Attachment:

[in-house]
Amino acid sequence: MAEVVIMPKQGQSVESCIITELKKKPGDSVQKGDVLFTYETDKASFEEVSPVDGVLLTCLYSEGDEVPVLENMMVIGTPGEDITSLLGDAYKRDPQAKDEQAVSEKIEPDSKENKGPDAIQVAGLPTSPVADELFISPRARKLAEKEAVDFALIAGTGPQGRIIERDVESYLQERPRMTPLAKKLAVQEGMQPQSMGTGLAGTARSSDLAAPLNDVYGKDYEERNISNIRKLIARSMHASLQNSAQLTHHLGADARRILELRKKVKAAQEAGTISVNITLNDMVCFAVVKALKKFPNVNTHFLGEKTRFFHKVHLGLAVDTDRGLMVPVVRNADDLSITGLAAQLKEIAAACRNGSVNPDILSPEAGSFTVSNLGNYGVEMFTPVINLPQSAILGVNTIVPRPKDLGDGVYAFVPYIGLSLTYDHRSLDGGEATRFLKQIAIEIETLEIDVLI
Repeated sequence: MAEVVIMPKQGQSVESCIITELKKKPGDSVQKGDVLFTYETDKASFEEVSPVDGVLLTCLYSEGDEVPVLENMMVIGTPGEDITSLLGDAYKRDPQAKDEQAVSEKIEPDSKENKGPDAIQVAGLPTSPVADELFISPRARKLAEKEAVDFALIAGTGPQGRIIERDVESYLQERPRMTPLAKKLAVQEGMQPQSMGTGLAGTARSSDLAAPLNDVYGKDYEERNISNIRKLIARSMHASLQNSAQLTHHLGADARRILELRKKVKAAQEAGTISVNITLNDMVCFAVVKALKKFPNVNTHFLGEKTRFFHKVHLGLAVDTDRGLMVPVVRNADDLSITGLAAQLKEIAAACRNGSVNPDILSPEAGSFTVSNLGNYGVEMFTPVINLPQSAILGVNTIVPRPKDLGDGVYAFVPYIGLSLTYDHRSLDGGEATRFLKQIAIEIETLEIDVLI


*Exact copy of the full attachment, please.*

[in-house]
Amino acid sequence: MAEVVIMPKQGQSVESCIITELKKKPGDSVQKGDVLFTYETDKASFEEVSPVDGVLLTCLYSEGDEVPVLENMMVIGTPGEDITSLLGDAYKRDPQAKDEQAVSEKIEPDSKENKGPDAIQVAGLPTSPVADELFISPRARKLAEKEAVDFALIAGTGPQGRIIERDVESYLQERPRMTPLAKKLAVQEGMQPQSMGTGLAGTARSSDLAAPLNDVYGKDYEERNISNIRKLIARSMHASLQNSAQLTHHLGADARRILELRKKVKAAQEAGTISVNITLNDMVCFAVVKALKKFPNVNTHFLGEKTRFFHKVHLGLAVDTDRGLMVPVVRNADDLSITGLAAQLKEIAAACRNGSVNPDILSPEAGSFTVSNLGNYGVEMFTPVINLPQSAILGVNTIVPRPKDLGDGVYAFVPYIGLSLTYDHRSLDGGEATRFLKQIAIEIETLEIDVLI
Repeated sequence: MAEVVIMPKQGQSVESCIITELKKKPGDSVQKGDVLFTYETDKASFEEVSPVDGVLLTCLYSEGDEVPVLENMMVIGTPGEDITSLLGDAYKRDPQAKDEQAVSEKIEPDSKENKGPDAIQVAGLPTSPVADELFISPRARKLAEKEAVDFALIAGTGPQGRIIERDVESYLQERPRMTPLAKKLAVQEGMQPQSMGTGLAGTARSSDLAAPLNDVYGKDYEERNISNIRKLIARSMHASLQNSAQLTHHLGADARRILELRKKVKAAQEAGTISVNITLNDMVCFAVVKALKKFPNVNTHFLGEKTRFFHKVHLGLAVDTDRGLMVPVVRNADDLSITGLAAQLKEIAAACRNGSVNPDILSPEAGSFTVSNLGNYGVEMFTPVINLPQSAILGVNTIVPRPKDLGDGVYAFVPYIGLSLTYDHRSLDGGEATRFLKQIAIEIETLEIDVLI